"Bob Wilson's Life & Death of Marina Abramovic" follows the coming together of director Robert Wilson, performance artist Marina Abramovic, singer and composer Antony Hegarty and performer ... See full summary »
About the performing body and how it affects viscerally the people who confronts it, looks at it and participates in the transcendental experience that is its primary affect. The ceremonial... See full summary »
Fort Worth, Texas: a little known museum Mecca in the heart of the American West, home to three of the most important collections in the United States. Here in 1997, the Modern Art Museum ... See full summary »
In 2005, performance artist Marina Abramovic shot a series of seven videos depicting ancient rituals from her birthplace, the Balkans; this one re-enacts mystical rites related to fertility... See full summary »
This feature-length documentary film follows the artist as she prepares for what may be the most important moment of her life: a major retrospective of her work at The Museum of Modern Art in New York. To be given a retrospective at one of the world's premiere museums is, for any living artist, the most exhilarating sort of milestone. For Marina, it is far more - it is the chance to finally silence the question she has been hearing over and over again for four decades: 'But why is this art?' Written by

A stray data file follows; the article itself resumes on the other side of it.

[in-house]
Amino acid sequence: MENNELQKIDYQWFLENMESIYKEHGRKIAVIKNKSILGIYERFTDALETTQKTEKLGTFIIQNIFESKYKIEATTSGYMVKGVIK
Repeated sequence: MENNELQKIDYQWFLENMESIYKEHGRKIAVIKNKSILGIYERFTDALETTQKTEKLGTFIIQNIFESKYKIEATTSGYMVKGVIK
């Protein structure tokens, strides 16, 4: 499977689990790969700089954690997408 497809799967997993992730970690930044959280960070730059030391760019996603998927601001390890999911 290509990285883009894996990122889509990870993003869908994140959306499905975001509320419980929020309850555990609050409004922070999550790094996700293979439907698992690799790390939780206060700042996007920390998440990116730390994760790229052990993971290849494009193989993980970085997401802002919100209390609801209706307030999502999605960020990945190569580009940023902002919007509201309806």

Marina Abramovic: The Artist Is Present is a rather detailed documentary about the exhibition of the same name at MoMA in 2010. It won't change your opinion about it, though. Whether you agree that Marina is the "grandmother of performance art" or you feel that contemporary art is nothing but hot air, those points of view are left unchallenged.
There is little background information about the artist, which should be standard for a movie determined to address a much wider audience than art aficionados. So we're left with a lot of people asserting Marina's importance for the history of arts and some archive footage to corroborate that.
There's no doubt The Artist Is Present is as a milestone for the arts of the 21st century, but at this point a movie about it is just another documentary.
By the way, my favorite moment is when in the background of an interview a visitor to the exhibition asked which one of the two sitting was Marina. How imperceptible must you be to visit a museum where walls of each room are covered with photos and videos of the artist and not recognize her? Or was it just another consumer who's been told not to miss the event? After all, someone in the movie mentioned "market for Marina's work" and she admitted liking life's simple pleasures, such as shopping designer clothes in Paris...
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